It’s an unexplainable focus, but when Allegra Hill strokes the strings on her century-old violin with her horsehair tail bow, the results are purely symphonic.
Hill, a high school senior, will be one of four Palmer Trinity School students performing in the Greater Miami Youth Symphony annual holiday concerts at 3 and 6 p.m. today, Dec. 14 at the South Miami-Dade Cultural Arts Center, 10950 SW 211 St. Hill’s brother, Ethan, will join Wynn Owre and Isa Swift, playing the French horn, violin, and flute, respectively in the show.
In the classroom Hill holds a 4.0 GPA and is a semifinalist in the National Merit Scholarship program, but outside of the classroom, and outside of the country is where Hill finds inspiration. As a sophomore, Hill traveled with her family to Cambodia to build houses. After the experience, Hill formed the Tabitha-Cambodia club, at her school, to support the international NGO Tabitha Cambodia, which aids the impoverished.
Last year the Tabitha-Cambodia Club raised $2,400 to build 16 wells in Cambodia.
“We went on the trip and it was a really eye opening experience for me,” Hill said. “When I got back, I started the club at school.
“It just really opened my eyes to how much we have and how much less they have and made me think, well we have more, we should help out. We should really share what we’ve got. They say this a lot in Tabitha Cambodia, they feel kind of forgotten by the world’s communities.”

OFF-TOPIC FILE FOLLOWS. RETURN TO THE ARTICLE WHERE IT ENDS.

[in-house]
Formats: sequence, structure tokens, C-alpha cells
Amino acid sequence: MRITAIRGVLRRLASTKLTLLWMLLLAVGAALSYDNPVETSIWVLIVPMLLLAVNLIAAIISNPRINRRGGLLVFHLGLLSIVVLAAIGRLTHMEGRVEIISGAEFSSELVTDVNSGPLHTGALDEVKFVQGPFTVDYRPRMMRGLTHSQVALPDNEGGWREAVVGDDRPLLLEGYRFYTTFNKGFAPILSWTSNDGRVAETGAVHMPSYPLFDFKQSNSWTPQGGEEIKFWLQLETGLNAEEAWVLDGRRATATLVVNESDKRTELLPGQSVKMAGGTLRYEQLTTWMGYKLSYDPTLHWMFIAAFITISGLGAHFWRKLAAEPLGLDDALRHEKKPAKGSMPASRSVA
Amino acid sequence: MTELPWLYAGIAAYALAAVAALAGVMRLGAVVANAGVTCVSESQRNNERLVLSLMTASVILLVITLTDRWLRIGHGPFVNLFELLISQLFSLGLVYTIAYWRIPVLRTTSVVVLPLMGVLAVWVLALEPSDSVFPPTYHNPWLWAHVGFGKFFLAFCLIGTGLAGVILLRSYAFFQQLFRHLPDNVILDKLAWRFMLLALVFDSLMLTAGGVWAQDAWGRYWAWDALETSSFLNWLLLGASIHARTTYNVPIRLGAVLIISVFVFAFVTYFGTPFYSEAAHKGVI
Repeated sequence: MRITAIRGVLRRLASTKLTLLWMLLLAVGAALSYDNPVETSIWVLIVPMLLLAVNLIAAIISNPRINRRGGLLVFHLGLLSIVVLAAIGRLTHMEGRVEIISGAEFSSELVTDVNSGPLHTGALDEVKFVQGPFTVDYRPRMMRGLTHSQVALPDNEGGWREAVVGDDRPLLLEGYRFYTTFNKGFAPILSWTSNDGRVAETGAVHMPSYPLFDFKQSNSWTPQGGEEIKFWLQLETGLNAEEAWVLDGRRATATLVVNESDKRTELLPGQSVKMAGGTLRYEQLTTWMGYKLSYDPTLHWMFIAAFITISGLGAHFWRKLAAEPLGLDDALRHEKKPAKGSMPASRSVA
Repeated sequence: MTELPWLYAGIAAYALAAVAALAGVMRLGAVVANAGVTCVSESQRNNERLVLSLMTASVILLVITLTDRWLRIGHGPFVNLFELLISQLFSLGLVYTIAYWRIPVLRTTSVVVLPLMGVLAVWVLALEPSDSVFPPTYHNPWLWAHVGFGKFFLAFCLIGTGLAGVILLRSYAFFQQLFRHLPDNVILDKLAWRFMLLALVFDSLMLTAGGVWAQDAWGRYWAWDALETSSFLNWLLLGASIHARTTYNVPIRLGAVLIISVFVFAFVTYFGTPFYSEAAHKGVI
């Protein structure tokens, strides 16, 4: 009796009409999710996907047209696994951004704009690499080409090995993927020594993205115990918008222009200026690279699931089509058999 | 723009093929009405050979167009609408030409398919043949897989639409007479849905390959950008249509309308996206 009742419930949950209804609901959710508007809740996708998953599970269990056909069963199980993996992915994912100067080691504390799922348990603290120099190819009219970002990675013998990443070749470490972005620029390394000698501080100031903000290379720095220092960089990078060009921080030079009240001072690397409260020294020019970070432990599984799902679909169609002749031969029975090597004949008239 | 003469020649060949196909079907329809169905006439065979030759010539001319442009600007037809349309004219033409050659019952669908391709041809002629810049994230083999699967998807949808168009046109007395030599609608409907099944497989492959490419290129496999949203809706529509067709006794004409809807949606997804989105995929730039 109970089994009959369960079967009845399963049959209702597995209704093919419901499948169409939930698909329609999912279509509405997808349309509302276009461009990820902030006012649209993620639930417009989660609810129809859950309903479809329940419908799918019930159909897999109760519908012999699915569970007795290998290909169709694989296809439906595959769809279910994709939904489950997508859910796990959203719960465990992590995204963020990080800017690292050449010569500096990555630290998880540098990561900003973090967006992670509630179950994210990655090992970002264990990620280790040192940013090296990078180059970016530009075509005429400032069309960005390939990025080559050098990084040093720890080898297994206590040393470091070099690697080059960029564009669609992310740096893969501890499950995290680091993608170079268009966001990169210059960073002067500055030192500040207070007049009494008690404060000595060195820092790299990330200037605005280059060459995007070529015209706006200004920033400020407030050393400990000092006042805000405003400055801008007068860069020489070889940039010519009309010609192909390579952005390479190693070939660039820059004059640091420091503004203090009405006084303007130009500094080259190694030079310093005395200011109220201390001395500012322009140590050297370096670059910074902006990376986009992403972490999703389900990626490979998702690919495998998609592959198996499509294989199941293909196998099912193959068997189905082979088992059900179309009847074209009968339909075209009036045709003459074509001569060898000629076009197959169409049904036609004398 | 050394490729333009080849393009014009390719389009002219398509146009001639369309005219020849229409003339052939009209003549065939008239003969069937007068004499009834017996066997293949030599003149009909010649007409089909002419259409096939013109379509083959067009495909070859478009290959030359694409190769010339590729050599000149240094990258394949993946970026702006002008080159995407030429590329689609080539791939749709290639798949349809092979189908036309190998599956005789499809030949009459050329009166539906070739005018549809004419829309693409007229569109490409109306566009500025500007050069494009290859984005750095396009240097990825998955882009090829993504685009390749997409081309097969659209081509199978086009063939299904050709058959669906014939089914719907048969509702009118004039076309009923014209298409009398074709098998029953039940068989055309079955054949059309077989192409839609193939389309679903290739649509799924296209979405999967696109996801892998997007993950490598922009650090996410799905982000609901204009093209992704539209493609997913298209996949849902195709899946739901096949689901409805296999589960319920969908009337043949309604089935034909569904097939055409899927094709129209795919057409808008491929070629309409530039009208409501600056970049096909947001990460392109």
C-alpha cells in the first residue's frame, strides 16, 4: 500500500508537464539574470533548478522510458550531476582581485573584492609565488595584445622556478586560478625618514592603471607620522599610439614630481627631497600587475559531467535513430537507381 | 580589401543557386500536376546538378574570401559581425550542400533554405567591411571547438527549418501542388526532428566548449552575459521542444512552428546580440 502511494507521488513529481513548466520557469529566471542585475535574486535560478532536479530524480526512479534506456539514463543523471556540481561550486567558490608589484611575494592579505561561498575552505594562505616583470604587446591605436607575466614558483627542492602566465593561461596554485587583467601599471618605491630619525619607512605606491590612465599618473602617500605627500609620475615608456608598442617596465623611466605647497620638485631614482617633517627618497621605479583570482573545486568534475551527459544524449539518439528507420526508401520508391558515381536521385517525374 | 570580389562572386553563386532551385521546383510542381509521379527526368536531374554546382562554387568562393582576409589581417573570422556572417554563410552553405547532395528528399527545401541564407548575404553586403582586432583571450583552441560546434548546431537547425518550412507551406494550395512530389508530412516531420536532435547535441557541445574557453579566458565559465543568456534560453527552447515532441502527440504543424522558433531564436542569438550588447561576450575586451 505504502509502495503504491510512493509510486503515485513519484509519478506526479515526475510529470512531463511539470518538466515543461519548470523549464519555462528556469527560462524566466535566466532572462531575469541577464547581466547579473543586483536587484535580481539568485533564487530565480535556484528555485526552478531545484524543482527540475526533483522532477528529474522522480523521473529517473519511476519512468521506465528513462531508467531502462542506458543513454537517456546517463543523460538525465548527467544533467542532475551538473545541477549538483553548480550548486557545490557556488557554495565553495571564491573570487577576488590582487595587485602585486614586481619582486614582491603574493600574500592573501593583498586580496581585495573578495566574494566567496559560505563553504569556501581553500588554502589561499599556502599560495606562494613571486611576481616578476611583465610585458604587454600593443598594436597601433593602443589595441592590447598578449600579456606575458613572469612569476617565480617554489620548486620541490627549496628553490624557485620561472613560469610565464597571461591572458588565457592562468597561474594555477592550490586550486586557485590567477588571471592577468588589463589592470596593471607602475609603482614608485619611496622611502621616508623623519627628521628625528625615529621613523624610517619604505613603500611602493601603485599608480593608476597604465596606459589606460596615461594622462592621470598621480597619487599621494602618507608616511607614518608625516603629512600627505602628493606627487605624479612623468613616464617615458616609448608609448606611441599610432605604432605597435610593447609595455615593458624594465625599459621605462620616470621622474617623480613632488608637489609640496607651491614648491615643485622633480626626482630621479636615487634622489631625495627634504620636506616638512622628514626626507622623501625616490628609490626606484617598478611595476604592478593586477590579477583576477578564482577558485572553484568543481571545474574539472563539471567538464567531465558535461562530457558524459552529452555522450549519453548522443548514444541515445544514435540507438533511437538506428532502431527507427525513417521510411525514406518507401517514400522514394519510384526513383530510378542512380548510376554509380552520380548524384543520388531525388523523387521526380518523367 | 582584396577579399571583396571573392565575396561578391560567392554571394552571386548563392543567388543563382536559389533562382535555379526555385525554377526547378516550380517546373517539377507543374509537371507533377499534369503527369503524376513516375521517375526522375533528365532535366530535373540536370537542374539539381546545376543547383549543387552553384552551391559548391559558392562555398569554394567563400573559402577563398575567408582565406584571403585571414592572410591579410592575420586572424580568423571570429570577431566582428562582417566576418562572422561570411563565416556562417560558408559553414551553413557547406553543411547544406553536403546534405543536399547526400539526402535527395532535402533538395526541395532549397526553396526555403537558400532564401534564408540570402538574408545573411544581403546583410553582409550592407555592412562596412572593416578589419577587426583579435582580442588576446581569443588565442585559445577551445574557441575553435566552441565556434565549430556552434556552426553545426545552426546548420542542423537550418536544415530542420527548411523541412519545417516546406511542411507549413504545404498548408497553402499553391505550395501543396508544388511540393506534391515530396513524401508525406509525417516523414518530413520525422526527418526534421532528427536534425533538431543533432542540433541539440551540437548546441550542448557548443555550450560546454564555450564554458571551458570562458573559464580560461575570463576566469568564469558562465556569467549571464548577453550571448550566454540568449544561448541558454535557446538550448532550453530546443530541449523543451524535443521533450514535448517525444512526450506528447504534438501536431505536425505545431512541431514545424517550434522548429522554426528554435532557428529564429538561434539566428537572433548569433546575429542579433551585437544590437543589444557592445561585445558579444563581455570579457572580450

GMYS conductor Huifang Chen credits family encouragement and personal drive for Hill’s focus and success.
“She has been in the orchestra for quite a few years,” Chen said. “Her mother, Laurie, was past president of the symphony. She has a very supportive family. Everybody loves music. She is an amazing girl and she’s very intelligent.”
While Hill waits to see if she is a finalist for the National Merit Scholarship, she also hopes to be accepted into Yale University, where her father attended.
Hill began violin at 6 years old and now practices one hour everyday, when she doesn’t have homework. She joined the youth symphony when she was 9. Hill’s father plays saxophone and her mother plays the piano.
Through musical conversation, Hill hones her focus, which she says may even help her in the classroom. For the past few summers, Hill has also traveled to the Narnia Arts Academy for music school in Narni, Italy.
“Part of it is to pay attention to the notes and get the notes right,” Hill said. “Pay attention to the fingers and the bow and everything. Listen closely and listen to everybody else. Try to put feeling into it. Not too much, but put a lot of feeling into it.
“On one hand it’s just playing as softly and loudly. You just kind of have a (musical) conversation with everyone else in the orchestra. Sometimes you have the lead; sometimes the horn section does ... sometimes the flutes … sometimes the chellos. You just have to listen to that.”
The GMYS is a five-level orchestra program that trains musicians between 5 and 18 years old. Tickets for the Dec. 14 show are available from $15 to $25 at www.smdcac.org/events.